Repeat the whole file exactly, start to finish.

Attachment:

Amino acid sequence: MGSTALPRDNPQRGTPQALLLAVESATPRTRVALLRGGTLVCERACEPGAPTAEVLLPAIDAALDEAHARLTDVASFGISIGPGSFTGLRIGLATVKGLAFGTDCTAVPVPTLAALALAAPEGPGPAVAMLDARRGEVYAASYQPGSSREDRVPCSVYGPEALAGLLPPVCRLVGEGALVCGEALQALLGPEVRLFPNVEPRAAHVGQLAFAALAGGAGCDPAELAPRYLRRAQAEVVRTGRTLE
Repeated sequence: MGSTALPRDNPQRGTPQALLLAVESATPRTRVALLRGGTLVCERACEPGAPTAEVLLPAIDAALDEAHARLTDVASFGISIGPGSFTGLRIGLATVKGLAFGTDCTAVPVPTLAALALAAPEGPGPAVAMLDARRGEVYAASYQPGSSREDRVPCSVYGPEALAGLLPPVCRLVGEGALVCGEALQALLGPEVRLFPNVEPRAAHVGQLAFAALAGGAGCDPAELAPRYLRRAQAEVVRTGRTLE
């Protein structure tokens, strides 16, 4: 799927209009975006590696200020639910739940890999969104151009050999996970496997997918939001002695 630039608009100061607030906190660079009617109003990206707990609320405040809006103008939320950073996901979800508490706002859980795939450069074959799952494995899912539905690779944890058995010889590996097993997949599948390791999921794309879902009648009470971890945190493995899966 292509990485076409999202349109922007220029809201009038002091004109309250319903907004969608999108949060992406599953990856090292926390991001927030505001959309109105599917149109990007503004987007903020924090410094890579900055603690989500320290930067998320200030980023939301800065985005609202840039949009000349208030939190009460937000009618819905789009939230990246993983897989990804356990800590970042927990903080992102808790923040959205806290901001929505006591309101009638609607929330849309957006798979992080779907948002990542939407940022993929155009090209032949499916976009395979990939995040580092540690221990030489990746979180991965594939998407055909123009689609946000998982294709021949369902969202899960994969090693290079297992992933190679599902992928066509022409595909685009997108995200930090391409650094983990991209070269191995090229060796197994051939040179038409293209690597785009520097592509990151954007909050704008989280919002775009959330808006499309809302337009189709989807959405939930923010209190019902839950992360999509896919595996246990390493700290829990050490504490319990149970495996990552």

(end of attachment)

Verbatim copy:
Amino acid sequence: MGSTALPRDNPQRGTPQALLLAVESATPRTRVALLRGGTLVCERACEPGAPTAEVLLPAIDAALDEAHARLTDVASFGISIGPGSFTGLRIGLATVKGLAFGTDCTAVPVPTLAALALAAPEGPGPAVAMLDARRGEVYAASYQPGSSREDRVPCSVYGPEALAGLLPPVCRLVGEGALVCGEALQALLGPEVRLFPNVEPRAAHVGQLAFAALAGGAGCDPAELAPRYLRRAQAEVVRTGRTLE
Repeated sequence: MGSTALPRDNPQRGTPQALLLAVESATPRTRVALLRGGTLVCERACEPGAPTAEVLLPAIDAALDEAHARLTDVASFGISIGPGSFTGLRIGLATVKGLAFGTDCTAVPVPTLAALALAAPEGPGPAVAMLDARRGEVYAASYQPGSSREDRVPCSVYGPEALAGLLPPVCRLVGEGALVCGEALQALLGPEVRLFPNVEPRAAHVGQLAFAALAGGAGCDPAELAPRYLRRAQAEVVRTGRTLE
């Protein structure tokens, strides 16, 4: 799927209009975006590696200020639910739940890999969104151009050999996970496997997918939001002695 630039608009100061607030906190660079009617109003990206707990609320405040809006103008939320950073996901979800508490706002859980795939450069074959799952494995899912539905690779944890058995010889590996097993997949599948390791999921794309879902009648009470971890945190493995899966 292509990485076409999202349109922007220029809201009038002091004109309250319903907004969608999108949060992406599953990856090292926390991001927030505001959309109105599917149109990007503004987007903020924090410094890579900055603690989500320290930067998320200030980023939301800065985005609202840039949009000349208030939190009460937000009618819905789009939230990246993983897989990804356990800590970042927990903080992102808790923040959205806290901001929505006591309101009638609607929330849309957006798979992080779907948002990542939407940022993929155009090209032949499916976009395979990939995040580092540690221990030489990746979180991965594939998407055909123009689609946000998982294709021949369902969202899960994969090693290079297992992933190679599902992928066509022409595909685009997108995200930090391409650094983990991209070269191995090229060796197994051939040179038409293209690597785009520097592509990151954007909050704008989280919002775009959330808006499309809302337009189709989807959405939930923010209190019902839950992360999509896919595996246990390493700290829990050490504490319990149970495996990552």